Costco Employment Discrimination Lawsuit May Proceed As Class Action
SAN FRANCISCO, CA -- January 19, 2007 -- A federal judge will allow a job bias lawsuit against Costco to proceed as a class action on behalf of over 700 female employees. The workers allege that the retail giant discriminated against women who sought promotions to positions as assistant general managers and general managers.
Shirley Rae Ellis, Leah Horstman and Elaine Sasaki are the class plaintiffs. A Costco assistant general manager, Ms. Ellis said that she was unsuccessful in her many attempts to become a general manager. Ms. Horstman worked for Costco for over 23 years and was originally hired as a caller. She tried to become an assistant manager and was willing to relocate, but was not promoted. Ms. Sasaki began a twenty-year career with Costco as a cashier. She later became an administrative assistant and an assistant general manager, but was never promoted to general manager.
The lawsuit alleges that Costco does not post job openings or accept applications for managerial positions, relying instead on "subjective, arbitrary, and gender-based decision-making by a nearly all male managerial force." Costco has no written promotion criteria. The company promotes women less rapidly than it promotes "similarly-situated and less-qualified men," according to the lawsuit.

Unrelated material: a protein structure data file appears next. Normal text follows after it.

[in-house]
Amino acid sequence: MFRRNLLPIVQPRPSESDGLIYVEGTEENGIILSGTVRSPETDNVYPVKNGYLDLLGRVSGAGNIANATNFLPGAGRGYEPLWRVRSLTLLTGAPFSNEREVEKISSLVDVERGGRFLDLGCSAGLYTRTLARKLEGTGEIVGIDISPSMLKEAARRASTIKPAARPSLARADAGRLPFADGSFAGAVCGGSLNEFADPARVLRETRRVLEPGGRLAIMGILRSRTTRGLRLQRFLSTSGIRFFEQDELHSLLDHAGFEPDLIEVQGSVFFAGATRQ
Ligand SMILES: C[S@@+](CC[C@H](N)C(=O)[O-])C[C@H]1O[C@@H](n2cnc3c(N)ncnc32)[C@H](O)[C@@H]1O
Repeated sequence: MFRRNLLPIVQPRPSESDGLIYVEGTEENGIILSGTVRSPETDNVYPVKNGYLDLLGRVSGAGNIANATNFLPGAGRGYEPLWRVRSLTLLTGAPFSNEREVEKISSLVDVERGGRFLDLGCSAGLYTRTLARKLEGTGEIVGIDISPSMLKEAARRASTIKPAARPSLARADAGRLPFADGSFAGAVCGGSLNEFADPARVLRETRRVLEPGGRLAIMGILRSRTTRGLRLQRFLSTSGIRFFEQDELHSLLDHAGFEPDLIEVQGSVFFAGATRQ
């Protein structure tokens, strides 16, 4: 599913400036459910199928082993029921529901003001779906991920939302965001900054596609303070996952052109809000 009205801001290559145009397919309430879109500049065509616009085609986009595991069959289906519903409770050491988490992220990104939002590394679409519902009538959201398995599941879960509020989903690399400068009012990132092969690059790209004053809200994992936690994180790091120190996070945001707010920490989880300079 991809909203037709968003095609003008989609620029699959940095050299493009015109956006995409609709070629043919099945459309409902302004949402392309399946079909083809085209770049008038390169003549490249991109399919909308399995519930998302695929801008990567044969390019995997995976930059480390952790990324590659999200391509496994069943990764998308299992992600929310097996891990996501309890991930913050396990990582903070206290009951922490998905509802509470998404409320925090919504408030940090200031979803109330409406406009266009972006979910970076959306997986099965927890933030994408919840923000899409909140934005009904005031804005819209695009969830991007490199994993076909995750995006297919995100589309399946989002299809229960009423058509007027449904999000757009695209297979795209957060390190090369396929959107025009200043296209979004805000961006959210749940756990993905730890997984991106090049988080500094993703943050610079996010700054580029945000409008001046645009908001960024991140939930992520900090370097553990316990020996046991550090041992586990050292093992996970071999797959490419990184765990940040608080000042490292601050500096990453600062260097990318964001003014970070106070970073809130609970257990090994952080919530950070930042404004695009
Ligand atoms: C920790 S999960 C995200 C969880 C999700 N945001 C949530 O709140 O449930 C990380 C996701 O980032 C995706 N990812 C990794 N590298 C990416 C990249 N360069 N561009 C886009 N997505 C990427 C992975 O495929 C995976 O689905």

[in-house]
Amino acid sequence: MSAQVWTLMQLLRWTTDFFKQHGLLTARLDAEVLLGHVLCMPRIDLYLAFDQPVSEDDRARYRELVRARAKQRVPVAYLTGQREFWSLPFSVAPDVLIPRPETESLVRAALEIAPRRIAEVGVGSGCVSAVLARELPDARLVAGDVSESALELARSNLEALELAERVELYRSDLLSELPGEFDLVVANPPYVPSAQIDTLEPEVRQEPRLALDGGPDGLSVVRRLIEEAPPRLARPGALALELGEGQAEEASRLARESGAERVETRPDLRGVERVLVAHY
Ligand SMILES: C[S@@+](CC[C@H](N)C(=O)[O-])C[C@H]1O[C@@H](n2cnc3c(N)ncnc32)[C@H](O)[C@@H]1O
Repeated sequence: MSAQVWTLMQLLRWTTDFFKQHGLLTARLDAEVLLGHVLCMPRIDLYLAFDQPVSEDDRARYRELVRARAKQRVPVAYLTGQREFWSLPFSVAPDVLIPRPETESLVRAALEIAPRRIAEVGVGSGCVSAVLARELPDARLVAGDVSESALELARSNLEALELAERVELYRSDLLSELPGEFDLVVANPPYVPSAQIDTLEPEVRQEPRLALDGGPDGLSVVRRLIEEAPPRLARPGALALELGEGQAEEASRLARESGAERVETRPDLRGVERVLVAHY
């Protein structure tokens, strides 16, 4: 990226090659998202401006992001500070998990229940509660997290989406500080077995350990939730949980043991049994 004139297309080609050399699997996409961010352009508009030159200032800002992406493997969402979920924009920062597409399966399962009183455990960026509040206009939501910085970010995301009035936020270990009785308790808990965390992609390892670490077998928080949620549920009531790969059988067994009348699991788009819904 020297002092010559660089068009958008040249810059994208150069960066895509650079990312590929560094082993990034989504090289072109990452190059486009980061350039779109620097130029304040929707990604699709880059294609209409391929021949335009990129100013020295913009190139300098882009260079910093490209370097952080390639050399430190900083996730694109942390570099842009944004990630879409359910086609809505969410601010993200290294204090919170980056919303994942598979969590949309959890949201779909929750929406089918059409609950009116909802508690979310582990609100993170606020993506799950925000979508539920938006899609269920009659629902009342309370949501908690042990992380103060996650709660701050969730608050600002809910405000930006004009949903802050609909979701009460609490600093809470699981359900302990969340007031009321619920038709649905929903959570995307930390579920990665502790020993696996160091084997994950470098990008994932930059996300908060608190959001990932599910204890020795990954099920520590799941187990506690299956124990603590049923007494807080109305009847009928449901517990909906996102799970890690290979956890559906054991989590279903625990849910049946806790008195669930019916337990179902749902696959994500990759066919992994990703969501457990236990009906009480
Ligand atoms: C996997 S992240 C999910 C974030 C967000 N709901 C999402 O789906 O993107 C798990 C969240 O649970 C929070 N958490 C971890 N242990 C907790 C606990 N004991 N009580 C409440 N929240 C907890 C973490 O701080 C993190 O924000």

Judge Marilyn Hall Patel granted class action status to the plaintiffs' lawsuit because they presented "strong evidence of a common culture at Costco which disadvantages women." She also found "sufficient evidence of gender disparities in the promotion of women to general managers and assistant general managers to raise a common issue of triable fact."
Judge Patel wrote that the class action will consist of female Costco employees who were denied promotions to manager or assistant manager since January 3, 2002. No trial date has been set.
Getting Information About Employment Discrimination
For more information about job bias, see Workplace Harassment and Job Discrimination and the U.S. Equal Employment Opportunity Commission web site. If you believe you have been discriminated against in applying for work or in seeking a promotion, please feel free to contact us. We will evaluate your case free of charge and advise you of your legal options.